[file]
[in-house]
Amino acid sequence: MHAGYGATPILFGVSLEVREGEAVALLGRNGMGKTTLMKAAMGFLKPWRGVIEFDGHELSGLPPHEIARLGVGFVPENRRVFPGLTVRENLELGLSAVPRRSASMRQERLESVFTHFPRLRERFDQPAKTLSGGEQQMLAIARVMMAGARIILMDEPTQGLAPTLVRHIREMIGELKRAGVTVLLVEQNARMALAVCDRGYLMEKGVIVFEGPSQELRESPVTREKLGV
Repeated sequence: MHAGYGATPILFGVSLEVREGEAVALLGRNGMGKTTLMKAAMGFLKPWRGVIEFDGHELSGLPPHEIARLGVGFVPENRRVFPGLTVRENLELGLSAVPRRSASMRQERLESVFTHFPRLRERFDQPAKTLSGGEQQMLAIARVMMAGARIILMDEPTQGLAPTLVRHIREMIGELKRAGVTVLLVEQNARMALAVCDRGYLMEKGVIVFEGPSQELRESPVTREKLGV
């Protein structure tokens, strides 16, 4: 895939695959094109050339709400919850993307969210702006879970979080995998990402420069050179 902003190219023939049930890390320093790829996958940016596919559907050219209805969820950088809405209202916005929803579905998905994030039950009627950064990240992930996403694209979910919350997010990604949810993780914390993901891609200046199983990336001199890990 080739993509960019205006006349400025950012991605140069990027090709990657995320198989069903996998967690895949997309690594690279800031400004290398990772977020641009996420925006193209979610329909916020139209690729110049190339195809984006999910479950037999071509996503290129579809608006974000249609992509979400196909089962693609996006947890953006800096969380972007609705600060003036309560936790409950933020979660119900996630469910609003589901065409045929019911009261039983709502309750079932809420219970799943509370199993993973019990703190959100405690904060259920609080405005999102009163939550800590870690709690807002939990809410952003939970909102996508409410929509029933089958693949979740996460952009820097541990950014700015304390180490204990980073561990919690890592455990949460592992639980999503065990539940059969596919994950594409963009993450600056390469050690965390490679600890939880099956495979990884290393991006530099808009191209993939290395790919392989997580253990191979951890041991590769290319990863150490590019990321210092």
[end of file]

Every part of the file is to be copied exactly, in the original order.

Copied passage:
[in-house]
Amino acid sequence: MHAGYGATPILFGVSLEVREGEAVALLGRNGMGKTTLMKAAMGFLKPWRGVIEFDGHELSGLPPHEIARLGVGFVPENRRVFPGLTVRENLELGLSAVPRRSASMRQERLESVFTHFPRLRERFDQPAKTLSGGEQQMLAIARVMMAGARIILMDEPTQGLAPTLVRHIREMIGELKRAGVTVLLVEQNARMALAVCDRGYLMEKGVIVFEGPSQELRESPVTREKLGV
Repeated sequence: MHAGYGATPILFGVSLEVREGEAVALLGRNGMGKTTLMKAAMGFLKPWRGVIEFDGHELSGLPPHEIARLGVGFVPENRRVFPGLTVRENLELGLSAVPRRSASMRQERLESVFTHFPRLRERFDQPAKTLSGGEQQMLAIARVMMAGARIILMDEPTQGLAPTLVRHIREMIGELKRAGVTVLLVEQNARMALAVCDRGYLMEKGVIVFEGPSQELRESPVTREKLGV
């Protein structure tokens, strides 16, 4: 895939695959094109050339709400919850993307969210702006879970979080995998990402420069050179 902003190219023939049930890390320093790829996958940016596919559907050219209805969820950088809405209202916005929803579905998905994030039950009627950064990240992930996403694209979910919350997010990604949810993780914390993901891609200046199983990336001199890990 080739993509960019205006006349400025950012991605140069990027090709990657995320198989069903996998967690895949997309690594690279800031400004290398990772977020641009996420925006193209979610329909916020139209690729110049190339195809984006999910479950037999071509996503290129579809608006974000249609992509979400196909089962693609996006947890953006800096969380972007609705600060003036309560936790409950933020979660119900996630469910609003589901065409045929019911009261039983709502309750079932809420219970799943509370199993993973019990703190959100405690904060259920609080405005999102009163939550800590870690709690807002939990809410952003939970909102996508409410929509029933089958693949979740996460952009820097541990950014700015304390180490204990980073561990919690890592455990949460592992639980999503065990539940059969596919994950594409963009993450600056390469050690965390490679600890939880099956495979990884290393991006530099808009191209993939290395790919392989997580253990191979951890041991590769290319990863150490590019990321210092």